SANE finds its way to the community to help victims of sexual assault
A fundamentally important new program has been introduced to the communities of Agassiz and Harrison. The SANE Program, (which stands for Sexual Assault Nurse Examiners) has arrived to help victims who have been sexually assaulted by providing proximity to medical treatment following an attack.
A SANE nurse with specified training will be on call Monday to Friday during business hours at the Agassiz Public Heath Unit to provide support and immediate care to victims.
“We have trained three nurse practitioners, one in Agassiz and two in Hope, to be able to provide sexual assault victims medical support following their assault,” Catherine Wiebe, for Fraser Health, told The Observer.
Fraser Health has a regional forensic nursing services program that’s located at Surrey Memorial Hospital and Abbotsford Regional Hospital, so historically, any victims of sexual assault, were referred to those two facilities for medical support and forensic evidence gathering.
Because of the disadvantageous geography, Fraser Health, took the initiative to train the three practitioners to provide support to victims locally.
“We will still be working with our forensics nursing program to do the actual evidence gathering because it needs to be done in a more timely manner,” said Wiebe.
For example, if someone was to go into the emergency department in Hope following an assault, they would be screened by the medical staff and the forensic nursing program would be contacted and the victim would probably be transported to Abbotsford Hospital to have evidence gathered, then a referral would go through to one of the trained nurse practitioners to provide ongoing medical support for the victim.
“Our catchment goes all the way up to Boston Bar and Boothroyd B.C. and it is a long way and it has been a deterrent for some people to get the support that they need,” she said.
The challenge to gathering forensic evidence locally, is that the person collecting the evidence should be someone different than the person providing the ongoing medical support in case of the ongoing potential for the evidence to be questioned, especially if the person is in a longterm professional relationship with the victim, according to Wiebe.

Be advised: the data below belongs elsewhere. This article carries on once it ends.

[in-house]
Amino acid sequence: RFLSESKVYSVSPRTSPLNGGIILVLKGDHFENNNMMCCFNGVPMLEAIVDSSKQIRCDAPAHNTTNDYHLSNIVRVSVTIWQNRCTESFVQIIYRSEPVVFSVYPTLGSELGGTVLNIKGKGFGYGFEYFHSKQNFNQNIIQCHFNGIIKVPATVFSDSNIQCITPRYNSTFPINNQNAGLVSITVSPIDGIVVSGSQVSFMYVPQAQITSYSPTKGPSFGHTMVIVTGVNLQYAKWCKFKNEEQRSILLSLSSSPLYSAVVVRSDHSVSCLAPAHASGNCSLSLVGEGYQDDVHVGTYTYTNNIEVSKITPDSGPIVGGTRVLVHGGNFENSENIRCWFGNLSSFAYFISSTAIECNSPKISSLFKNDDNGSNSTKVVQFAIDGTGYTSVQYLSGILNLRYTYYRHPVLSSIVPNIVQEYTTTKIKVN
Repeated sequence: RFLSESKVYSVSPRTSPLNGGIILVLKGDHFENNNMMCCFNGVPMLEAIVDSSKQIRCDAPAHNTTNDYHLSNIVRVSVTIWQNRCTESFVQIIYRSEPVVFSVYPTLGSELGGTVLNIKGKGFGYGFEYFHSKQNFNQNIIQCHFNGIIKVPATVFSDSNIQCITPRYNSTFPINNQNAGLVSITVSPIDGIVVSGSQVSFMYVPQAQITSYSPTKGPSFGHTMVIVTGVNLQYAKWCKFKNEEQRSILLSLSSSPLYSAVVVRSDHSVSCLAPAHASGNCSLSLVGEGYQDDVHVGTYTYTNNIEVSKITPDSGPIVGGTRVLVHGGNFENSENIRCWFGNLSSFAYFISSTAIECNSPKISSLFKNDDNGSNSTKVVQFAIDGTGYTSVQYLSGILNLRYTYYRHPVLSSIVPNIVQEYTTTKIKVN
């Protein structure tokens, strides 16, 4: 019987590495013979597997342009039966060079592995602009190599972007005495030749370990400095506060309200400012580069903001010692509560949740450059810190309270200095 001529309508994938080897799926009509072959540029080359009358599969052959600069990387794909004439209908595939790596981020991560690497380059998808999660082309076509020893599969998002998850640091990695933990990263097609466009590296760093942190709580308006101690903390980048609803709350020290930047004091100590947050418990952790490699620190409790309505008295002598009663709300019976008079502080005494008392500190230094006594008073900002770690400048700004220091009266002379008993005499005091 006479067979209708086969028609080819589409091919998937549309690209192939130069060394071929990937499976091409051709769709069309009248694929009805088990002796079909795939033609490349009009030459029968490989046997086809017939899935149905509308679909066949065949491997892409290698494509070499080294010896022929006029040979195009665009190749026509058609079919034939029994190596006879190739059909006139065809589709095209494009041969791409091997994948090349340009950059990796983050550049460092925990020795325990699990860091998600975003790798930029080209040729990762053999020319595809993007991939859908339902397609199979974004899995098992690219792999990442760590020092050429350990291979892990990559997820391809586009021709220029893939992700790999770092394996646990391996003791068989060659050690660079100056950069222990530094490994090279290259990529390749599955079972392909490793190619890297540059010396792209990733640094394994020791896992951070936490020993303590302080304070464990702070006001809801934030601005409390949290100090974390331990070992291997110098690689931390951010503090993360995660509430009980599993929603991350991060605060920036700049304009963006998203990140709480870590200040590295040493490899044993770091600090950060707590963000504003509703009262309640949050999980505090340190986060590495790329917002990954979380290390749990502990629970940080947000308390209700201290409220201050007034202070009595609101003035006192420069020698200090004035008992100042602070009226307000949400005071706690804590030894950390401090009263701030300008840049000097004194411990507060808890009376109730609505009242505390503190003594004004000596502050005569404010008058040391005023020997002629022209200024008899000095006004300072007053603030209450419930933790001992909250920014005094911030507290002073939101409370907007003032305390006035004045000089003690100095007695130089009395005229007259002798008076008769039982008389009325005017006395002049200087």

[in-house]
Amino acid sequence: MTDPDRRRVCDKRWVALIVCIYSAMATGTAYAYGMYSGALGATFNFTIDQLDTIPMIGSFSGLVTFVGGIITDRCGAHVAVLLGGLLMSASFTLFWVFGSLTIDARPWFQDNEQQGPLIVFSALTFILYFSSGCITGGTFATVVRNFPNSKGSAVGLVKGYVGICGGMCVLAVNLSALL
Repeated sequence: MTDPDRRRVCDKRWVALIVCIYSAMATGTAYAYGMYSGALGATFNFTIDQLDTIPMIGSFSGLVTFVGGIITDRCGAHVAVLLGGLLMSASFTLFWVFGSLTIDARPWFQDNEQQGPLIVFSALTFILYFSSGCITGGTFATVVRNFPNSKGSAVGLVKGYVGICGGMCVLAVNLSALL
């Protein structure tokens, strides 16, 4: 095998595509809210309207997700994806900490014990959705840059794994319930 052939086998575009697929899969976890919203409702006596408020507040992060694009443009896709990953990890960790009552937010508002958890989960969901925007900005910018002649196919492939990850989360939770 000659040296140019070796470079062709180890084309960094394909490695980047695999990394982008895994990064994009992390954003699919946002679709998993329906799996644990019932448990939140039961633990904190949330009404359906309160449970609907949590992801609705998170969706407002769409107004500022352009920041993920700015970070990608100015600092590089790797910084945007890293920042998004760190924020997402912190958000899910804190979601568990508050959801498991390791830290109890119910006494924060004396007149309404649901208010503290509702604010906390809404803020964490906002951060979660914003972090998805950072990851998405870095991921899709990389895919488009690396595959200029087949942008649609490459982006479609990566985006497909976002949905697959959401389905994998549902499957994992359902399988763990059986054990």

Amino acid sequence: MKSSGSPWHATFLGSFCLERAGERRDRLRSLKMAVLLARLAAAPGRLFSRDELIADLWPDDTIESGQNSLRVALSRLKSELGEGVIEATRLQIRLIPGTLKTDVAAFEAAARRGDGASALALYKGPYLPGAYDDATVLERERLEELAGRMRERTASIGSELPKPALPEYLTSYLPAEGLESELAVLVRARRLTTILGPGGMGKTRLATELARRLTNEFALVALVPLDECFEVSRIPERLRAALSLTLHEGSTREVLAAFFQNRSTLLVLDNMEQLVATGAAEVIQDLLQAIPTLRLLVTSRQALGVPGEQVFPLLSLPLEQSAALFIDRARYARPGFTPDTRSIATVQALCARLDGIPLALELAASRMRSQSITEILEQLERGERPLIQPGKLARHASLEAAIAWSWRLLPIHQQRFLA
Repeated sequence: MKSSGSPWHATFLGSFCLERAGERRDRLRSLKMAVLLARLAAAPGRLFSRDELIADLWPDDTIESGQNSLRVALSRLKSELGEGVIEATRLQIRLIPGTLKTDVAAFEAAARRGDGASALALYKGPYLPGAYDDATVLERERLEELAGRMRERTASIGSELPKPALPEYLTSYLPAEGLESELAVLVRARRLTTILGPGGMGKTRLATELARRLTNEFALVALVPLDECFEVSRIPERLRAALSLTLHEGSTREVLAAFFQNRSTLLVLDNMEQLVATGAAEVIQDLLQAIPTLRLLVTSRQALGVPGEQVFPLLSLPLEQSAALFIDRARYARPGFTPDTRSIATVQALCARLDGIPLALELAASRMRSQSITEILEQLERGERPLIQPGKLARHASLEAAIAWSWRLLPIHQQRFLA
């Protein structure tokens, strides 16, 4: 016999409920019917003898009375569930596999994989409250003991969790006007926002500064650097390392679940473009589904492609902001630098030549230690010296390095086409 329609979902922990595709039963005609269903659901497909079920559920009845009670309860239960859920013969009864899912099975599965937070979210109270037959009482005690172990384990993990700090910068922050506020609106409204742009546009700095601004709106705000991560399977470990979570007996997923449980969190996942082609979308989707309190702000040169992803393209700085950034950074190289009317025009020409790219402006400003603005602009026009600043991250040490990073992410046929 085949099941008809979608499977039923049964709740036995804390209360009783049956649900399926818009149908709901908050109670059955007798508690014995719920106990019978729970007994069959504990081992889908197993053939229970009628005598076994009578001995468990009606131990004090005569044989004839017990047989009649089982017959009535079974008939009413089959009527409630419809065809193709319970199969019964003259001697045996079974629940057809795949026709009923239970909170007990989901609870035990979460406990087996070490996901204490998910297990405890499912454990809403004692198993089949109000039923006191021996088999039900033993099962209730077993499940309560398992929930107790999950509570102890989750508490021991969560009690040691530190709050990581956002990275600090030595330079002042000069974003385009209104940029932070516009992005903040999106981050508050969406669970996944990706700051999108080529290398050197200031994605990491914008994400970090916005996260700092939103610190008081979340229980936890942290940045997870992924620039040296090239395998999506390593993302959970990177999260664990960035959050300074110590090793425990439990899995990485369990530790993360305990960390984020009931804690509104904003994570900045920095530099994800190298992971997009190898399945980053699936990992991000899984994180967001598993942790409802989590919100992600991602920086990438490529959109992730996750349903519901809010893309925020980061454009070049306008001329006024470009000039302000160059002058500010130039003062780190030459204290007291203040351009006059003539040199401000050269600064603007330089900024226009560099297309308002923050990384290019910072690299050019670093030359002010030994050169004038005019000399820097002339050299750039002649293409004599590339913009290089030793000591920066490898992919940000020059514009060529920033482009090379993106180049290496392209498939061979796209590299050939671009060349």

“It’ quite involved, gathering the actual forensic evidence, and making sure you have a chain of custody for the samples that are taken, so we thought rather than do the whole process, we will train our nurses in the process so that they are familiar and comfortable in working with the victims, but the service they will be providing will be that of ongoing medical support for the victims.”
Some victims might have chronic issues, like sexually transmitted diseases, and they might have actually been injured in the sexual assault and need ongoing support around that by someone who is well versed in the trauma that is associated with sexual assault, which was the impetus to get the local program up and running.
A referral process will be in place at the victims request at the Agassiz Public Unit, and the Hope Medical Centre.
SANE is also partnering with the Hope & Area Transition Society to create awareness and outreach in the community.
“It’s about connecting and getting the message out that services are available,” said Wiebe. “Victims of sexual assault do not need a referral and they can call the clinics directly and ask for the services of the nurse practitioner.”
According to Wiebe, only six victims of sexual assault came forward last year, and part of that was due to geographic separation from services.
“We will be tracking our numbers moving forward because people may still need medical assistance even if they’re not willing to go forward with the forensic exam — it doesn’t necessarily reflect the true number of victims that are out there, so that’s what we’re hoping to capture while providing these people with the services they need.”
SANE will also be partnering with the First Nations community. A nurse from Seabird Island is aware of the services, and that is something that is on their radar as well according to Wiebe.
“This is important for Agassiz because it’s essential to be a trauma informed community. Trauma has significant consequences for victims longterm, and so we want to be able to help anybody that might be exposed to trauma to get the help they need in a timely manner, so it does not lead to ongoing consequences for them,” said Wiebe. “We want to do that as close to home for folks as possible because we know how challenging it is for them dealing with the initial trauma, let alone the complexity of getting out to the services they need.”